THE WRITE STUFF FB&C welcomes your comments, kudos, complaints, counsel, and silly photos. Send letters to firstname.lastname@example.org. Or write us at Letters, FB&C, PO Box 106, Eureka, CA 95502. Sending us a letter constitutes permission to publish it. Letters may be edited for reasons of space and clarity.
Rebecca Rego Barry, in “The Greatest Gatsby” (FB&C #28), quotes Charles Scribner III as saying that the “motivation to create the new text, a definitive edition [of the Great Gatsby] with textural alterations, was a financial one, not a scholarly one…It is not because we thought the current editions were corrupt.”
Then why did Scribner use my Cambridge University Press (CUP) critical edition of the text from 1995 to 2004, through at least thirty-six printings of the “authorized text?” And why did Scribner replace the CUP text, for which they were paying a miniscule royalty, with a foul text with fifty-eight wrong readings for which they are paying no royalty?
Of course it was about money for Scribner. It should be about respect for a masterpiece. It is about responsibility for the books that bear your name. The texts of the Scribner editions of F. Scott Fitzgerald’s Tender Is the Night and Thomas Wolfe’s Look Homeward, Angel are worse than Gatsby.
Matthew J. Bruccoli
Bruccoli Clark Layman
Columbia, South Carolina
I never subscribed to your publication, and I have no idea why I get it, but I am very happy to receive it. Don’t stop.
The latest issue, with its emphasis on Hollywood, is sure to be a classic. The matter of alteration of text and adaptation is something I stumbled on in researching an entirely different subject. Purists always regret when a literary work is adapted for the screen or a “classic” movie is remade. Sometimes the regret is justified, but not always. It seems Edgar Rice Burroughs, Inc. once objected to changes which were being made to the Tarzan movies, but it turned out the contract gave the movie producer the right to “update” the story. I call this the Nancy Drew running-board problem. In early texts, Nancy was known to jump onto the running board of a car. Well, automobiles are no longer made with them. Does the tale remain unchanged and become quaint or is the story changed to reflect a different world? Both alternatives are unsatisfactory in different ways.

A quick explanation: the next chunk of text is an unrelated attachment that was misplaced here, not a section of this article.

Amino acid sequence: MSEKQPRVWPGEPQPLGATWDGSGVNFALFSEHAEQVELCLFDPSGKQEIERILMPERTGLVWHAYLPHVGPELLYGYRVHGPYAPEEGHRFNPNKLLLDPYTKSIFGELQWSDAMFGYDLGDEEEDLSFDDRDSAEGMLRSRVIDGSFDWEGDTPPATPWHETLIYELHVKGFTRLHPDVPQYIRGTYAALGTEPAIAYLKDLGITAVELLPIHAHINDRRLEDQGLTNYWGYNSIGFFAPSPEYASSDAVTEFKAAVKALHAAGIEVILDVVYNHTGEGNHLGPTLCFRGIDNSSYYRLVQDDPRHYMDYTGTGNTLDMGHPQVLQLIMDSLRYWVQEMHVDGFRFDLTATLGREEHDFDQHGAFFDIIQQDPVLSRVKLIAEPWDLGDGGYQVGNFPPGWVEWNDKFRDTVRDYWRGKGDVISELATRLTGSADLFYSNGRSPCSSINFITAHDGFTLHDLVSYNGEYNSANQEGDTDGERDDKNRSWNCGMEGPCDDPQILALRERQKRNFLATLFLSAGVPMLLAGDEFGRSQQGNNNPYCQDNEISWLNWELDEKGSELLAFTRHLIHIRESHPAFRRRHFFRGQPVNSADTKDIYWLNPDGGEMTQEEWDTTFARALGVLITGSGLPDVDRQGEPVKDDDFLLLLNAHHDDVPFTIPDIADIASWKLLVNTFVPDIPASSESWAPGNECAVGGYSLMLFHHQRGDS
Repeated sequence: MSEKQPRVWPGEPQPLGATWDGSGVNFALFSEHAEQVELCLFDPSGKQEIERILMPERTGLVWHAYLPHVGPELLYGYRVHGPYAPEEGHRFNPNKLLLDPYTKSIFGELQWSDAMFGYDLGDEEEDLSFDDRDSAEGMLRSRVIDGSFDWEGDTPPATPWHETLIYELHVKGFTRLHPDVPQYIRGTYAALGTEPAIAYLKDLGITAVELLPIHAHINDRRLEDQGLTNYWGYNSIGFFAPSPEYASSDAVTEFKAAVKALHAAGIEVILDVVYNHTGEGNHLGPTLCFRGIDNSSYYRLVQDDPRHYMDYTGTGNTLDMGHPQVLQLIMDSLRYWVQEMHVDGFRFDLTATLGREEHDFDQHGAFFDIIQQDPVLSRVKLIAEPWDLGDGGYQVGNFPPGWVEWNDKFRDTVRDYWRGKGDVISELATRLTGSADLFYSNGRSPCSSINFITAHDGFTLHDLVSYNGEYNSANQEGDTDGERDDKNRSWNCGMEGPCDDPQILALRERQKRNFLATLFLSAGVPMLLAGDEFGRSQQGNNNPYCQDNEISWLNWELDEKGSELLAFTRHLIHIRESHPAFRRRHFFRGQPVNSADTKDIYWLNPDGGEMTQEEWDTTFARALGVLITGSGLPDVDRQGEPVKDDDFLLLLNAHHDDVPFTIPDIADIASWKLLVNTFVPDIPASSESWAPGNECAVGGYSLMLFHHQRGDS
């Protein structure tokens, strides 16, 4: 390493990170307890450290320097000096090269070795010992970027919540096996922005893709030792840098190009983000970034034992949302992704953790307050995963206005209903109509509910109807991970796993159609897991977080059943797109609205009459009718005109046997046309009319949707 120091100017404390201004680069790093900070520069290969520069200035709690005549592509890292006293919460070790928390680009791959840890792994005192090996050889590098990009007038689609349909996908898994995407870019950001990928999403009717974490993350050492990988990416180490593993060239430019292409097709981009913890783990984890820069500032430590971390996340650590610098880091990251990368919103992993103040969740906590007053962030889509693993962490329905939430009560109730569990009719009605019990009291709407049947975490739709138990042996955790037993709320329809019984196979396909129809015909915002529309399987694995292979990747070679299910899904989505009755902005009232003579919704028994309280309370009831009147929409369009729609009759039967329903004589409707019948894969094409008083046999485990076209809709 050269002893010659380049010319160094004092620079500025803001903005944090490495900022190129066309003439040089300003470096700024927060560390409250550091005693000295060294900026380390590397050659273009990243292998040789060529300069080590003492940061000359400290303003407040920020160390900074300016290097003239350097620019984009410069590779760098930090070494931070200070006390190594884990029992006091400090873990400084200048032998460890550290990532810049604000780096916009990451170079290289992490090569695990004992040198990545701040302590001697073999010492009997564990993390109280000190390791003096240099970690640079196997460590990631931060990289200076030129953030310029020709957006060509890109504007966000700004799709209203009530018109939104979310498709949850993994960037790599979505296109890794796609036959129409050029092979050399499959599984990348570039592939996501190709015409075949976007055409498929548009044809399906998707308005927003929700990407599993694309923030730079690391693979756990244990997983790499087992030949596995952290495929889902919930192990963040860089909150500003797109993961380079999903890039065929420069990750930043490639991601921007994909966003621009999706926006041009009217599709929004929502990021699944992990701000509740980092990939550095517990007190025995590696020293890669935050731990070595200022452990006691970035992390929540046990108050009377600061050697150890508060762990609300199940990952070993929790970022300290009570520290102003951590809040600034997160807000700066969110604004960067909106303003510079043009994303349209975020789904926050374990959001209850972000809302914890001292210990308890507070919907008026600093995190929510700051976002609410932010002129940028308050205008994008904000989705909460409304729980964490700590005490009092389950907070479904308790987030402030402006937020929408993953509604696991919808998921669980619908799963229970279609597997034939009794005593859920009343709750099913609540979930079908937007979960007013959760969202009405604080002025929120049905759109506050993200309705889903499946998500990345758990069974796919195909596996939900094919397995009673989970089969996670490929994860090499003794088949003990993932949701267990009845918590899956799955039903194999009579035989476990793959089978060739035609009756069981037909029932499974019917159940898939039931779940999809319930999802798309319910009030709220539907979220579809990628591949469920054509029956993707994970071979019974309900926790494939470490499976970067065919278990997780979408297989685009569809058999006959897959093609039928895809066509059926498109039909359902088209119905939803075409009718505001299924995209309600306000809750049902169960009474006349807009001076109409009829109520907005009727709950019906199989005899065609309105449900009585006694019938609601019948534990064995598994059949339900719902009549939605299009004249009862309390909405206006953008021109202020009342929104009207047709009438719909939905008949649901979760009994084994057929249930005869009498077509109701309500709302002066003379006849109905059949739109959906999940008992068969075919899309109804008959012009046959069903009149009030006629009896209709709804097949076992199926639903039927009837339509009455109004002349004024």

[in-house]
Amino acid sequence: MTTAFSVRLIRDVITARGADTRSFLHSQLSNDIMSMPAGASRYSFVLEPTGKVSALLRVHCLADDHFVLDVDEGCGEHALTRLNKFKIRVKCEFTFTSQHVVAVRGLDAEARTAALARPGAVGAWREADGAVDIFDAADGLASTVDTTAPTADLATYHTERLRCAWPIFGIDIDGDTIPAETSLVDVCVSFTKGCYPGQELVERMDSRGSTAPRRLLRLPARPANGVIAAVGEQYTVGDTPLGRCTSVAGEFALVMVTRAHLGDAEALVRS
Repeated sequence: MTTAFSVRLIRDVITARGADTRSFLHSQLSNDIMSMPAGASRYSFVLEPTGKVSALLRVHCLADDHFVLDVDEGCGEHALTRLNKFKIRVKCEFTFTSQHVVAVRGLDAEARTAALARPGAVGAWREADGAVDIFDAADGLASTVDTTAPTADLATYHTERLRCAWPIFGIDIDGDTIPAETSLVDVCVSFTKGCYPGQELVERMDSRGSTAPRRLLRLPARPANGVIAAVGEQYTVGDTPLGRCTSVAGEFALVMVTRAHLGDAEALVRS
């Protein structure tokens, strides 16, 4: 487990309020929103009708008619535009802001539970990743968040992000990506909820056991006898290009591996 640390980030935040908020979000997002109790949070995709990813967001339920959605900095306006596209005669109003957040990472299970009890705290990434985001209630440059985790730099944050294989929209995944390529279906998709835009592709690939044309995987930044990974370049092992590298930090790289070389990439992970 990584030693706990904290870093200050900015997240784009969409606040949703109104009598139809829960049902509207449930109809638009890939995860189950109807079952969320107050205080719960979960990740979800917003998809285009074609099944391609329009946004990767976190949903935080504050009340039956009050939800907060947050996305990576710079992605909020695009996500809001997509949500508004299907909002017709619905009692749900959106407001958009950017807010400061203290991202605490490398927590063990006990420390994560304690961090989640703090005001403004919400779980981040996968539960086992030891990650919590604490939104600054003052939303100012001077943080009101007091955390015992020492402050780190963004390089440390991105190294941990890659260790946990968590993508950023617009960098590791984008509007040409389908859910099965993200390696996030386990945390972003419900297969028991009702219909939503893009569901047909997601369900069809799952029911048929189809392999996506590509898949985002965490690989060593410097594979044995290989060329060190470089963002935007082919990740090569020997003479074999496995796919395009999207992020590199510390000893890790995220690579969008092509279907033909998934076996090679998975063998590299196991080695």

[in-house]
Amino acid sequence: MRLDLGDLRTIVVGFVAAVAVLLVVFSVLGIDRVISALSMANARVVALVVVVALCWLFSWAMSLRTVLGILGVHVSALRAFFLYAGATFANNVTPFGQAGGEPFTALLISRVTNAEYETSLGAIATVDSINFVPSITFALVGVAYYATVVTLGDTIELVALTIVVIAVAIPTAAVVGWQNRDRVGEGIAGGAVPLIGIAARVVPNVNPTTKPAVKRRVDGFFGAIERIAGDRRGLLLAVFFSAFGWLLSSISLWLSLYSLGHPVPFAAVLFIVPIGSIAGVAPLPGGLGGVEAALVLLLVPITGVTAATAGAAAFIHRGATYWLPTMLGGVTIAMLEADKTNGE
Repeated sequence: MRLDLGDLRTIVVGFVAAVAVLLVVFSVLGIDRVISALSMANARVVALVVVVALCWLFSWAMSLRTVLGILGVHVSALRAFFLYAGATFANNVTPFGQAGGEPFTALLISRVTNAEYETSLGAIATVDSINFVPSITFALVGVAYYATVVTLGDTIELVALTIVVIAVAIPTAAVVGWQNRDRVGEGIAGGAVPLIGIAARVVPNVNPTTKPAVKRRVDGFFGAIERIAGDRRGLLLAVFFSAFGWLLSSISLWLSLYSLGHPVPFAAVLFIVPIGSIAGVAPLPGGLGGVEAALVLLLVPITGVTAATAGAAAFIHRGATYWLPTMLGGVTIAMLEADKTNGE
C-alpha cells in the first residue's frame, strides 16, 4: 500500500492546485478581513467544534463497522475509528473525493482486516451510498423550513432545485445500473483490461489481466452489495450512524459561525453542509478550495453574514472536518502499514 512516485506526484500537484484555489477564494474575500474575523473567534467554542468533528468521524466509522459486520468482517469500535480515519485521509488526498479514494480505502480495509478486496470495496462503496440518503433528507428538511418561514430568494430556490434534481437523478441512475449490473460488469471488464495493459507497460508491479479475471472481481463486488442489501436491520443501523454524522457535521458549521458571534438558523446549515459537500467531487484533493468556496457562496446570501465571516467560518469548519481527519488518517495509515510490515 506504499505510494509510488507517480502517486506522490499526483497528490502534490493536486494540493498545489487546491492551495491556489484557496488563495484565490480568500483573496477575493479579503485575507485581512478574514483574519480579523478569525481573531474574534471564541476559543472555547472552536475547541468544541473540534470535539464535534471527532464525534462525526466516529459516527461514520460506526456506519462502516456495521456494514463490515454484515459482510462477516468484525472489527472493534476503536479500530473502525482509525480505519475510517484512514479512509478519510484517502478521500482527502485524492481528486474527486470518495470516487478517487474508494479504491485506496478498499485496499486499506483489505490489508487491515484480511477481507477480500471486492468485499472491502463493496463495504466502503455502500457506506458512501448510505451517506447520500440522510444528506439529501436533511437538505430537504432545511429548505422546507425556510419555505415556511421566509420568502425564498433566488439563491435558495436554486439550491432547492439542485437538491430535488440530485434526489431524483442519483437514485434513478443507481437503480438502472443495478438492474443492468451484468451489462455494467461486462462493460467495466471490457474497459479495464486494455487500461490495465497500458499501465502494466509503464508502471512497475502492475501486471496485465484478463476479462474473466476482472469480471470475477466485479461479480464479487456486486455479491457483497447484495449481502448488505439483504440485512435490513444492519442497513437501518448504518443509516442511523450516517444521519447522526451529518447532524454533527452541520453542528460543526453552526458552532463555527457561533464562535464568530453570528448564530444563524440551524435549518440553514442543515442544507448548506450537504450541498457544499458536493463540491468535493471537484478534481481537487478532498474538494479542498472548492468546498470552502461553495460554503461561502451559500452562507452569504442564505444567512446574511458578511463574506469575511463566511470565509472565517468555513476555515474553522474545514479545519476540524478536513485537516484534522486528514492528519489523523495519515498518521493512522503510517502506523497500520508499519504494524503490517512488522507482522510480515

A. Merritt (an author of fantastic fiction) was known for blessing changes as his works were reprinted, even if he didn’t always make the changes himself. The nationalities of the villains switched back and forth between Russian and German to reflect the political climate. In an early version of The Moon Pool (first published in 1919), a hero was in the Royal Naval Air Service, but as the United Kingdom reorganized its military, in later editions he was in the RAF. Yes, minor stuff, but still necessary to note.
Correcting obvious typos, as in the Great Gatsby, is one thing. Beyond that it’s murky ground for editors. With authors involved, there is the additional temptation to rewrite one’s work to make it better—witness the New York edition of Henry James. Maybe in future issues, you can expand on these matters.
J. B. Post
You are not the only librarian puzzled over the unannounced arrival of Fine Books in your mailbox. We made arrangements to send the magazine free to all the members of the rare books and manuscripts section of the American Library Association. We are very glad that you and your colleagues enjoy the magazine. Please consider it a small thank-you for all the work you do preserving and promoting antiquarian books.
We appreciate your suggestion about running more stories about changes to the texts of books. It’s an interesting topic and a good argument for collecting more than just first editions. Our most substantial story on the subject came in issue #11, where Anne Trubek explored the various versions Theodore Dreiser published of Sister Carrie.–Ed.
I was delighted to find the article by Pasco Gasbarro (“Twelve Great Movies Every Book Collector Should See”) in the July/August issue (#28). It was a very pleasant surprise since I was not aware that movies such as The Big Sleep or Fahrenheit 451 were about books.
However, I would like to point out that the book shown in The Ninth Gate is, in fact, Ibarra’s 1780 Don Quixote in four volumes with engravings by various contemporary Spanish artists. It’s not, as you wrote, some “nineteenth-century Don Quixote illustrated by Gustave Doré.”
It is probably karma that our story poking fun at Hollywood’s mistakes where it comes to antiquarian books included several errors of our own. As you pointed out, Roman Polanski’s film The Ninth Gate did, in fact, use a real copy of the exquisite Joaquin Ibarra edition of Don Quixote as a prop. Polanski confirms this fact in his director’s commentary on the DVD release of the film. We also opined that the book at the center of the film looked to be engraved when it should have been illustrated by woodcuts. The book, titled Novem Portis, doesn’t quite look authentic, but given its imagined date of publication, 1666, it probably would have had engravings as illustrations, not woodcuts. In our summary of The Big Sleep, we suggest that Philip Marlowe (played by Humphrey Bogart) consults an Elkin Matthew’s catalog in the library scene. While the title of Matthew’s catalog is similar to the book seen in the movie, Joel Silver (“Beyond the Basics,” this issue) correctly points out that the reference Bogart uses does not really exist. To say that Pasco and I regret the errors would be an understatement. Please accept our apologies.–Ed.